“I would like to have a key-word density of...um...whatever...is usual in these situations.” Says Creative Voice hesitantly. He didn’t understand key-word density any better than real-life, wanna-be, hack, short-story writer, Thomas.

Still...he was (as he can be) adamant...

“We need to include the word ‘oyster’ as often as possible,” He reasons, “Perhaps like...sixteen percent, maybe?” He looks to Cervantes for guidance...

Cervantes ignores him...

Cervantes was busy trying to shoe-horn elements of Don Quixote into Creative Voice’s vision...Operation Iron-Zipper!!

“For a good novel,” pontificates Cervantes, “You need to have people tilting at windmills and other people attacking flocks of sheep. The aged author stops to consider his next point...

“Oh...you should also do something in a barbershop...perhaps while awaiting a vigil in the courtyard of an Inn...”

Creative Voice takes notes doubtfully, “You mean like kill Hitler in a barber shop?”

“Who is this Hitler?” Queries Cervantes

“Pope Pius V.” Explains Creative Voice.

“HERESEY!” Shouts Cervantes. “YOU WOULD DARE KILL THE MOST HOLY SEE?!?”

(Gurgle-snort, Splurt)

“Shhh!! ...ShHHH!” Creative Voice quickly recognized his mistake,

“Shhh...No, no...I meant Sulliman...Hitler is Sulliman...”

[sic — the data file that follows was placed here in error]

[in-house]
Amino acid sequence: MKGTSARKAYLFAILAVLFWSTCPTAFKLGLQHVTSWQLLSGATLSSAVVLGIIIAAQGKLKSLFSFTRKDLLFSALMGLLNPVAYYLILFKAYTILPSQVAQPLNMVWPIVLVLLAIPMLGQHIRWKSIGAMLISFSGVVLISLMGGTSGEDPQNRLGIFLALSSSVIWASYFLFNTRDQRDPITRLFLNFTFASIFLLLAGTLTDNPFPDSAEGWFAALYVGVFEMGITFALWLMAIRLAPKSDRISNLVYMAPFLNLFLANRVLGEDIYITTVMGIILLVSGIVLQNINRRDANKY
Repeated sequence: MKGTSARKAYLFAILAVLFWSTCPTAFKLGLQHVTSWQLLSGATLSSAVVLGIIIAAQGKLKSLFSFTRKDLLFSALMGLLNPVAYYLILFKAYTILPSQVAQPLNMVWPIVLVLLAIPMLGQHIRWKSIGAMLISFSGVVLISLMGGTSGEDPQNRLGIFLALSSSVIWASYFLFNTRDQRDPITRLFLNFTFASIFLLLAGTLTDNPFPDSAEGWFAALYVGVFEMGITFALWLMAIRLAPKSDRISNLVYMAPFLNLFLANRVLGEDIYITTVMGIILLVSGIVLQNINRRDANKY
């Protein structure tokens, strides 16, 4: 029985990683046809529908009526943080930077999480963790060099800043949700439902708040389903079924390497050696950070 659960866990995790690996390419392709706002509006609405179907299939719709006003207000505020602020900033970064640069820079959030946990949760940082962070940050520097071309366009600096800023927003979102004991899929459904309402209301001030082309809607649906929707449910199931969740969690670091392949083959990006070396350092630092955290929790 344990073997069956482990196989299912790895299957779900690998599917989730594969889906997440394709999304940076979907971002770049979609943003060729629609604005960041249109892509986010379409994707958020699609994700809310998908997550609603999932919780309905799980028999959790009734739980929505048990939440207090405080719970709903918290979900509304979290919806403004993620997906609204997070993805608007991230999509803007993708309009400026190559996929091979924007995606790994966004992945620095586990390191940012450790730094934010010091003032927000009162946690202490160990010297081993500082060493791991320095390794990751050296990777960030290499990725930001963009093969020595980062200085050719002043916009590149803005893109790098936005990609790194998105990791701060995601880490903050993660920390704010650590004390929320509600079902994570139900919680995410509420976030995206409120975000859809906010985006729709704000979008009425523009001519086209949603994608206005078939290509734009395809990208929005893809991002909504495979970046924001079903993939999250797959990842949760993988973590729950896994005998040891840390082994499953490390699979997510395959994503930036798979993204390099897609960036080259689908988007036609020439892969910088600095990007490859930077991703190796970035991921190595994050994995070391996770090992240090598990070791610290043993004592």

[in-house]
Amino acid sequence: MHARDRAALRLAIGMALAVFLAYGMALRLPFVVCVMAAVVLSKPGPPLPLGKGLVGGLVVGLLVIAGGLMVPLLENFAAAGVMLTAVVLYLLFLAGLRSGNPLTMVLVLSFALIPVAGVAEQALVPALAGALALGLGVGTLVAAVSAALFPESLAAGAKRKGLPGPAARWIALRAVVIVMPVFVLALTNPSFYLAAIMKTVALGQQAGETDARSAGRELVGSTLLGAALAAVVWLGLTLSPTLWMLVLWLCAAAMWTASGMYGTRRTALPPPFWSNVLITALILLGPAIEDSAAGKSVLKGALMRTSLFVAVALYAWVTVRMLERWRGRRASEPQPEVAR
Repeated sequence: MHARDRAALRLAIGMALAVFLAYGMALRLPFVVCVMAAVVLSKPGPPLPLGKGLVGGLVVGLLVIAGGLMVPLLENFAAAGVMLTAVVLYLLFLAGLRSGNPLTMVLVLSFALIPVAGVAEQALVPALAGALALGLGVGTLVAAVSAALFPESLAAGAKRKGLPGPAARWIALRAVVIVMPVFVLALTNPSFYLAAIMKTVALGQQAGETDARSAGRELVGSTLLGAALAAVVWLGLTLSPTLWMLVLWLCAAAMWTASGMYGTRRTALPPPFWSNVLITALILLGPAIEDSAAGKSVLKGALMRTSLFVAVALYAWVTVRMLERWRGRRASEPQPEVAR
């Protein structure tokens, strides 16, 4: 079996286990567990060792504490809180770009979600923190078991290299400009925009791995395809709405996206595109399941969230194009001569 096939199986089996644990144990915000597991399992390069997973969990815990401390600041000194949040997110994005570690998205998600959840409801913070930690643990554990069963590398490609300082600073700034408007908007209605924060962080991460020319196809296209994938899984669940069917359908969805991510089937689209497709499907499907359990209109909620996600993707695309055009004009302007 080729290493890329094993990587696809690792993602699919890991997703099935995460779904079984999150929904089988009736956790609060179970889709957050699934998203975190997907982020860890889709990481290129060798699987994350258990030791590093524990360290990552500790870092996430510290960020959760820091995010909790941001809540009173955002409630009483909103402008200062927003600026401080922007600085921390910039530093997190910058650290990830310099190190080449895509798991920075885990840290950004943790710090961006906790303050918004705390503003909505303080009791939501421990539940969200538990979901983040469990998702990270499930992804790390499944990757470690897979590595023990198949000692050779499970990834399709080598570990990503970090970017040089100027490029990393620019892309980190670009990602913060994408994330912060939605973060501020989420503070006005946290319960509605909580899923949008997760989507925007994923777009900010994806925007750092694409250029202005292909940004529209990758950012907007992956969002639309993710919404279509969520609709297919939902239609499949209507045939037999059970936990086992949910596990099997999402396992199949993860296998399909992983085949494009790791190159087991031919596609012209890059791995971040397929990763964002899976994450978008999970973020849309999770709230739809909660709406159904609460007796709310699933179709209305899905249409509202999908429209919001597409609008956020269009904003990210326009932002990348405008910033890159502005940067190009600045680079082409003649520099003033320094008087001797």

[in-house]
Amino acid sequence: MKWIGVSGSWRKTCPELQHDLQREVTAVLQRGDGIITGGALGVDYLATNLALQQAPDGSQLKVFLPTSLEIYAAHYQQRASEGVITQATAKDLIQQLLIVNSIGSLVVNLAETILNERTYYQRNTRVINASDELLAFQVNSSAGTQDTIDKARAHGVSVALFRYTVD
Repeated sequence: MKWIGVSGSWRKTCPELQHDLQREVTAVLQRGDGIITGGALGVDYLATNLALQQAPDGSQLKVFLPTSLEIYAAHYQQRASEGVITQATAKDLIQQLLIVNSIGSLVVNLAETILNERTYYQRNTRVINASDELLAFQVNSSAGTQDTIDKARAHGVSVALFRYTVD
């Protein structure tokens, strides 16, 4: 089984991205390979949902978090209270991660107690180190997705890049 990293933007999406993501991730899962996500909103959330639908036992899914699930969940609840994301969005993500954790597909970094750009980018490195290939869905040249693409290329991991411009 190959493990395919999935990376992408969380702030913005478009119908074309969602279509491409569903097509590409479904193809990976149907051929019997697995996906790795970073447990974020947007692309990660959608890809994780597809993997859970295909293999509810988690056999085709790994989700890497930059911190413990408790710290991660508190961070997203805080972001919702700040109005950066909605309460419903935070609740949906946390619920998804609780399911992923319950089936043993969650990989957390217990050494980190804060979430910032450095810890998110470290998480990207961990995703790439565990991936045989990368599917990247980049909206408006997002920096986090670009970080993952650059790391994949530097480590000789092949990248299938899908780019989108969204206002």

Shaking his head, Cervantes pulls out his quill and attempts to make changes to the text on the monitor...

“Hey!” Protests Creative Voice. “Sit down...you’re going to scratch the screen with that!”

The raucous debate spills into the dreams of the two sentient beings sleeping on the other side of the room...real-life, wanna-be, hack, short-story writer, Thomas and his loyal animal companion...Truman...


"Fetish & Dreams" promotional poster
"Fetish & Dreams" promotional poster | Source
South Shore Motel, 3225 South Atlantic Avenue, Daytona Beach Shores, Florida
South Shore Motel, 3225 South Atlantic Avenue, Daytona Beach Shores, Florida | Source
Bella & Daisy’s Dog Bakery, Boutique, Daycare, and Grooming
Bella & Daisy’s Dog Bakery, Boutique, Daycare, and Grooming | Source

A Series of Dreams...

(gurgle-snort, Splurt).

In a swirling array of images...dream sequences take over the sub-consciousness’ of Thomas and Truman...

Tilting at Windmills...

...chasing a squirrel...hot sun...tongue lolling......rolling in the grass...suddenly...Thomas stops dreaming of squirrels, sun, and grass...his dream shifts...his roommate, Erika, on the phone with a T-mobile representative...fighting (another) bullshit added charge...company fights back...she’s tilting at windmills....

Attacking a Flock of Sheep...

...standing on a high ridge in the Pyrenees Mountains...Truman is transported into his dream...His instinctual desire to fulfill the role of the mighty Great Pyrenees as a ‘Livestock Protection Animal’ is strong...someone was talking about attacking a flock of sheep...in Spanish...Truman knows he must stop it...

Vigil in Courtyard of Inn...

...Thomas is waiting in the parking lot of a local motel. His mind is on his literary love interest...Betty. (It’s going to be one on ‘those’ dreams). In the dream he eagerly awaits her arrival...there’s a bag of oysters on the seat next to him....

Barber and Shaving Basin...

...Truman at the groomers...he is unhappy...too much water...does he look like a Newfoundlander?? ...he jumps about...pees for no reason...overturns the wash basin...dog groomer’s nametag says ‘Nikki’... she looks like Hitler...or is it...Pope Pius V...real bad Nikki...